Existing-home sales declined in December following several months of stable activity, with total sales in 2007 still at the fifth highest on record, according to the NATIONAL ASSOCIATION OF REALTORS®.
Existing-home sales – including single-family, townhomes, condominiums and co-ops – slipped 2.2 percent to a seasonally adjusted annual rate of 4.89 million units in December from a pace of 5 million in November, and are 22 percent below the 6.27 million-unit level in December 2006.
For all of 2007 there were 5,652,000 existing-home sales, the fifth highest year on record. However, the total was 12.8 percent below the 6,478,000 transactions recorded in 2006.
Lawrence Yun, NAR chief economist, says the market is experiencing uncharacteristic weakness.
“Home sales remain weak despite improved affordability conditions in many parts of the country, but we could get a quick boost to the market if loan limits are raised in combination with the bold cut in the Fed funds rate,” he says. “Home prices are lower, mortgage interest rates continue to decline and incomes are higher, but many potential buyers are delaying a purchase.”
According to Freddie Mac, the national average commitment rate for a 30-year, conventional, fixed-rate mortgage fell to 6.10 percent in December from 6.21 percent in November; the rate was 6.14 percent in December 2006. Last week, Freddie Mac reported the 30-year fixed rate dropped to 5.69 percent.
“Although interest rates on jumbo loans have fallen somewhat, they remain well above conventional mortgage rates,” Yun says. “It isn’t surprising that the share of single-family homes selling for more than $500,000 fell to 12.4 percent of transactions in December from 14.2 percent a year ago.”
A Closer Look
NAR research also revealed the following:
– Inventory: total housing inventory fell 7.4 percent at the end of December to 3.91 million existing homes available for sale, which represents a 9.6-month supply at the current sales pace, down from a 10.1-month supply in November. “The fall in inventory in December is encouraging, but inventories remain elevated and buyers have a clear edge over sellers in many markets,” Yun says.
– Prices: the national median existing-home price for all housing types was $208,400 in December, down 6 percent from a year earlier when the median was $221,600. Because home sales have slowed the most in higher cost markets, there is a downward distortion to the national median as the mix of closed sales has changed over the past year. For all of 2007, the median price was $218,900, down 1.4 percent from a median of $221,900 in 2006.
– Single family homes: sales declined 2.0 percent to a seasonally adjusted annual rate of 4.31 million in December from 4.40 million in November, and are 21.6 percent below 5.50 million-unit level in December 2006. In all of 2007, single-family sales fell 13.0 percent to 4.94 million. The median existing single-family home price was $206,500 in December, down 6.5 percent from a year earlier. For all of 2007, the single-family median was $217,800, down 1.8 percent from 2006.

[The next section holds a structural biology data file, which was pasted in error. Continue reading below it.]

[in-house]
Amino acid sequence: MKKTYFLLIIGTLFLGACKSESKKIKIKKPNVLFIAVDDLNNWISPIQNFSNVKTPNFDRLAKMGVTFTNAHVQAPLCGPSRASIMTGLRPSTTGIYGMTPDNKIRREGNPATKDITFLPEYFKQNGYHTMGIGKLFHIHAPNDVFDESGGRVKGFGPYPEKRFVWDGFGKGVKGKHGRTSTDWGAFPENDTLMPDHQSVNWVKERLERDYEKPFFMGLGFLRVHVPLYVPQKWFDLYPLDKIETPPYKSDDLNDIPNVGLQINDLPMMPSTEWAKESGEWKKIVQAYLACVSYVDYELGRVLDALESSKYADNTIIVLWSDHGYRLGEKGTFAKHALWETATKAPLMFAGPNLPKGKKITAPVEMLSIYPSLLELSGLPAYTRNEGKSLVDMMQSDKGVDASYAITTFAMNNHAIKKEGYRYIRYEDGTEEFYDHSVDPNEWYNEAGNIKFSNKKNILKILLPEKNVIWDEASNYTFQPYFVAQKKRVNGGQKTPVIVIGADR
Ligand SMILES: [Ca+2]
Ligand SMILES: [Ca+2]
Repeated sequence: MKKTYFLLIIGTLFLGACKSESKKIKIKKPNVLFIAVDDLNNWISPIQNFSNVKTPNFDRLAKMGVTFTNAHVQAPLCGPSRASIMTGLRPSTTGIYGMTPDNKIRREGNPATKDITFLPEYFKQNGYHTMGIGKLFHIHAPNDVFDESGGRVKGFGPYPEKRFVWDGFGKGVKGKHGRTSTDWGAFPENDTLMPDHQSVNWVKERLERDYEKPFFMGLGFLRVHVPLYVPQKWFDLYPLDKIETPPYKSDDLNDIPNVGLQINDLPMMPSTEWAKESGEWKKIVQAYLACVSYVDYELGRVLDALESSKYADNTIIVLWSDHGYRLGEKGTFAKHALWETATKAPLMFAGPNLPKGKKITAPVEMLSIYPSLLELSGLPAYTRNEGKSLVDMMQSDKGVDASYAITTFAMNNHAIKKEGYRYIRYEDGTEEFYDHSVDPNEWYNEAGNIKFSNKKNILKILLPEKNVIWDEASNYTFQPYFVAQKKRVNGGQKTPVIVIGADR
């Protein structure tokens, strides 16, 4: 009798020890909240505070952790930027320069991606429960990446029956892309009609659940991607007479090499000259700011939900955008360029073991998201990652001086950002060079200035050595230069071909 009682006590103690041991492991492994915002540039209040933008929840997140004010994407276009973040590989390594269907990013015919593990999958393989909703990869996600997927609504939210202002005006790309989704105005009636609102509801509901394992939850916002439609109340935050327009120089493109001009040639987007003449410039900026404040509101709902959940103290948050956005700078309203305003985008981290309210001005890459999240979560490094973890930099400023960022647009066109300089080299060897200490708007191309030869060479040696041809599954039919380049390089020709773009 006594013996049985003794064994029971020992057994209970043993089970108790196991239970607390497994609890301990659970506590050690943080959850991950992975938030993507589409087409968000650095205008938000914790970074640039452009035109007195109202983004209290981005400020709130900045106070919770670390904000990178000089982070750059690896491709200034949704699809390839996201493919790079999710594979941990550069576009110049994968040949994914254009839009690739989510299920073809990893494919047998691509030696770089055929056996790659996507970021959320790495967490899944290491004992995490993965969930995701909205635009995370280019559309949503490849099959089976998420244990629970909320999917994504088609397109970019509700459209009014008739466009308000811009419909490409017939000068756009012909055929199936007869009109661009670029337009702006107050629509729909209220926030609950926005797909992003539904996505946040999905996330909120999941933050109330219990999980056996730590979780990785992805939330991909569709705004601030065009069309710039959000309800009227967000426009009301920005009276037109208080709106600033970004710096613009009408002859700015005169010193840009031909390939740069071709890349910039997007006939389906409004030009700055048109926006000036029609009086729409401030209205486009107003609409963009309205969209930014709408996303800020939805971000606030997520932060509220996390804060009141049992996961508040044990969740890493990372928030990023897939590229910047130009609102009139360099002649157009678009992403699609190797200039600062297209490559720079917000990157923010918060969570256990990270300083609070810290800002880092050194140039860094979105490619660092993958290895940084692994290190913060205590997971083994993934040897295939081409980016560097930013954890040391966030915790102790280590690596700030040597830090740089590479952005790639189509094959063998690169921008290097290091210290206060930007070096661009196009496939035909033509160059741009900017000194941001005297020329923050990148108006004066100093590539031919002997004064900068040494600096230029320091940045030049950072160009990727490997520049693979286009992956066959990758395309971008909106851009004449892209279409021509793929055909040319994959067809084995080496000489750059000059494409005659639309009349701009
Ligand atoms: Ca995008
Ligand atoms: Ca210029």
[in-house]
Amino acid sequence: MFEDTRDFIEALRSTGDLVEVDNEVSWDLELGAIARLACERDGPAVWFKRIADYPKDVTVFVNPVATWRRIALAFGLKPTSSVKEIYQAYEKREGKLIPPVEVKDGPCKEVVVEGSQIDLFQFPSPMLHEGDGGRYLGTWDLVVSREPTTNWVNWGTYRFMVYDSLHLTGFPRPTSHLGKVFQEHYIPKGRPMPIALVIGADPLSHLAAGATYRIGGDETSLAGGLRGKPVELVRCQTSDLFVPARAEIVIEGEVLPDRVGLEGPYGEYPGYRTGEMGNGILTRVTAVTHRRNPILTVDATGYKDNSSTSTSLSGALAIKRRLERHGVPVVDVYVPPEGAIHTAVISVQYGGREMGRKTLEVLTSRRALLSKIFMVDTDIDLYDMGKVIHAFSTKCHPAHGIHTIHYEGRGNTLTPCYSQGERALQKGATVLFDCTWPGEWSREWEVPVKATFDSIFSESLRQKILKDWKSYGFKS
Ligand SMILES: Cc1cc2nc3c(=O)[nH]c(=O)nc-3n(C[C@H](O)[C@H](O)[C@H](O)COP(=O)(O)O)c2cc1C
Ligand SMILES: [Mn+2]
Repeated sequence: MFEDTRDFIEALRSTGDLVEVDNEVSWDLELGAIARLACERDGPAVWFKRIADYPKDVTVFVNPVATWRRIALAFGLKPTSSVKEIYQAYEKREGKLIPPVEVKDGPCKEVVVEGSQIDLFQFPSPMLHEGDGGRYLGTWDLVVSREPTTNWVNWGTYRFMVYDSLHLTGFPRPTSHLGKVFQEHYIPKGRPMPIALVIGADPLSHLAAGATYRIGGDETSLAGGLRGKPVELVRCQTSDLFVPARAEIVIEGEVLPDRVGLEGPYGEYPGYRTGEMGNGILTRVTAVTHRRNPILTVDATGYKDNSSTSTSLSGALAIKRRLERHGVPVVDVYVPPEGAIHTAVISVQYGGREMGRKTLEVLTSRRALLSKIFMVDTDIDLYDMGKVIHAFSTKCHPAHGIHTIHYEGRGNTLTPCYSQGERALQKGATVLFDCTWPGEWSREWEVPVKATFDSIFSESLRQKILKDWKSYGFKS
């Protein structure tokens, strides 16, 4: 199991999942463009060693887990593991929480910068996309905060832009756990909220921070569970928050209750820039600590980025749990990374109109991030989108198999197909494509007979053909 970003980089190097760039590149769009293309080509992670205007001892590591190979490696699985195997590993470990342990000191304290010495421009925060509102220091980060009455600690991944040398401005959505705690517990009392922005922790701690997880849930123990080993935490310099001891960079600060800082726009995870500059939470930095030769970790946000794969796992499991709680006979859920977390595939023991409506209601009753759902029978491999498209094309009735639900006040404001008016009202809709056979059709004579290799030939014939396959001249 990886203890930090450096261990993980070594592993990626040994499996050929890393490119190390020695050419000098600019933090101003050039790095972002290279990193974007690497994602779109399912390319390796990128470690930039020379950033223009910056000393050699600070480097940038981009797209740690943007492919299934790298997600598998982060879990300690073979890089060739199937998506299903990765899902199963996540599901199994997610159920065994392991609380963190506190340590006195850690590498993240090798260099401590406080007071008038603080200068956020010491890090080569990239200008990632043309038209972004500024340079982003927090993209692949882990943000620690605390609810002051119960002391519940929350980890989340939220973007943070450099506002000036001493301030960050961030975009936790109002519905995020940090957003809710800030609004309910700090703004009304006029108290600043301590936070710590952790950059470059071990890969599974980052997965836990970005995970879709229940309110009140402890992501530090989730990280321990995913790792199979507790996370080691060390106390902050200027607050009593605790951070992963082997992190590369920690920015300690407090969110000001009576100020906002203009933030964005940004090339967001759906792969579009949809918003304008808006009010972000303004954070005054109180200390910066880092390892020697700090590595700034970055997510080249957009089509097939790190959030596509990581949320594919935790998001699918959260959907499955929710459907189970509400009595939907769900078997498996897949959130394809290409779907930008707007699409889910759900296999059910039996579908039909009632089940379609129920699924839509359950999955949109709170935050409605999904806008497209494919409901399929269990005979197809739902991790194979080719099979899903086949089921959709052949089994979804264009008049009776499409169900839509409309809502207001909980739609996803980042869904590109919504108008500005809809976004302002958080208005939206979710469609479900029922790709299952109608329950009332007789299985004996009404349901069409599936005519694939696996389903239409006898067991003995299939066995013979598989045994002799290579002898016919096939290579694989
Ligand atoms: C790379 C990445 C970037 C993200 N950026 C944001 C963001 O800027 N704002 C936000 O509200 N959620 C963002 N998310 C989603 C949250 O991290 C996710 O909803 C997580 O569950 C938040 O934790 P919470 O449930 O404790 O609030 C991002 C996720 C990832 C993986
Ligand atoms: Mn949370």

– Condo and co-op sales: existing condominium and co-op sales fell 3.3 percent to a seasonally adjusted annual rate of 580,000 units in December from 600,000 in November, and are 24.5 percent below the 768,000-unit pace a year ago. Condo sales for all of 2007 fell 11.0 percent to 713,000 units. The median existing condo price was $222,200 last month, which is 2.5 percent below December 2006. In all of 2007, the median condo price was $226,400, up 2.0 percent from 2006.
NAR: Loan Limits Need Raised
NAR President Richard Gaylord says that raising the loan limit on conventional financing is the most effective way to stimulate housing and minimize the potential for a recession. He calls for lawmakers to raise the limit on conforming mortgages to $625,000, which would open safe and affordable financing to buyers in high-cost areas.
“It is grossly unfair that some Americans do not have access to low-interest rate loans,” Gaylord says. “This would help people as they move away from risky subprime mortgages and high-interest rate jumbo loans.”
NAR projects the higher loan limit would increase annual home sales by nearly 350,000, reduce foreclosures by 140,000 to 210,000, and increase economic activity by $44 billion. “What’s more, this would come at no cost to taxpayers – it’s a policy change that could really boost the economy,” Gaylord says.
Other projections of NAR’s analysis show raising the loan limit would reduce the supply of homes on the market by 1 to 1.5 months, and strengthen home prices by 2 to 3 percentage points. In addition, as many as 500,000 jumbo loans would be refinanced to lower interest rates.
Gaylord says current housing conditions vary widely.
“Many local areas continue to have healthy or improving local housing markets,” he says. “For example, we saw higher home sales last month in diverse areas such as San Antonio; Syracuse; Springfield, Ill.; and Sarasota, Fla. If you’re thinking about getting into the market as a buyer or a seller, consult a Realtor® to learn about conditions in your area – they may be considerably different from the composite national picture.”
— REALTOR Magazine Online